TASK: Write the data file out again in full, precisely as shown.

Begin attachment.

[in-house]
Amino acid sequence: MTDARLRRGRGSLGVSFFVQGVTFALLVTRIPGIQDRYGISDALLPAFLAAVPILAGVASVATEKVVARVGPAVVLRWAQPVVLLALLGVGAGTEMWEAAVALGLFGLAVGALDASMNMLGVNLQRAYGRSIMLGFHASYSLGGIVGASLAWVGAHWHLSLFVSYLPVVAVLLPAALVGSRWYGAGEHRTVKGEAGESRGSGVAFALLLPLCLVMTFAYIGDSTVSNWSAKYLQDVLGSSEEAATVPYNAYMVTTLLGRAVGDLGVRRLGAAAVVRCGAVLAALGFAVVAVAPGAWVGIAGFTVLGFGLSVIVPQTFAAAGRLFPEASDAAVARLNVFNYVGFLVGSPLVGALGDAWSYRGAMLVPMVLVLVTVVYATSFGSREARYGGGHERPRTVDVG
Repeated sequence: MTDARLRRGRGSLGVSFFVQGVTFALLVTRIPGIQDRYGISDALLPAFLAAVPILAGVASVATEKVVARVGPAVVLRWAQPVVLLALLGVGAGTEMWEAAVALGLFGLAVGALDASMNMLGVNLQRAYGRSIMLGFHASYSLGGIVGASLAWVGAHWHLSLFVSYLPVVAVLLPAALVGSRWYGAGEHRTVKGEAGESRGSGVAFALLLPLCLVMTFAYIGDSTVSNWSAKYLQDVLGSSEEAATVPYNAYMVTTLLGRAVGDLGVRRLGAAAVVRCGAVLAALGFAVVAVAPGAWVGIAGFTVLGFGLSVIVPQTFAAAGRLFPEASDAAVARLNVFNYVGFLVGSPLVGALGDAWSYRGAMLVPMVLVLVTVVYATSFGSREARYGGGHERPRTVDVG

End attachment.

[in-house]
Amino acid sequence: MTDARLRRGRGSLGVSFFVQGVTFALLVTRIPGIQDRYGISDALLPAFLAAVPILAGVASVATEKVVARVGPAVVLRWAQPVVLLALLGVGAGTEMWEAAVALGLFGLAVGALDASMNMLGVNLQRAYGRSIMLGFHASYSLGGIVGASLAWVGAHWHLSLFVSYLPVVAVLLPAALVGSRWYGAGEHRTVKGEAGESRGSGVAFALLLPLCLVMTFAYIGDSTVSNWSAKYLQDVLGSSEEAATVPYNAYMVTTLLGRAVGDLGVRRLGAAAVVRCGAVLAALGFAVVAVAPGAWVGIAGFTVLGFGLSVIVPQTFAAAGRLFPEASDAAVARLNVFNYVGFLVGSPLVGALGDAWSYRGAMLVPMVLVLVTVVYATSFGSREARYGGGHERPRTVDVG
Repeated sequence: MTDARLRRGRGSLGVSFFVQGVTFALLVTRIPGIQDRYGISDALLPAFLAAVPILAGVASVATEKVVARVGPAVVLRWAQPVVLLALLGVGAGTEMWEAAVALGLFGLAVGALDASMNMLGVNLQRAYGRSIMLGFHASYSLGGIVGASLAWVGAHWHLSLFVSYLPVVAVLLPAALVGSRWYGAGEHRTVKGEAGESRGSGVAFALLLPLCLVMTFAYIGDSTVSNWSAKYLQDVLGSSEEAATVPYNAYMVTTLLGRAVGDLGVRRLGAAAVVRCGAVLAALGFAVVAVAPGAWVGIAGFTVLGFGLSVIVPQTFAAAGRLFPEASDAAVARLNVFNYVGFLVGSPLVGALGDAWSYRGAMLVPMVLVLVTVVYATSFGSREARYGGGHERPRTVDVG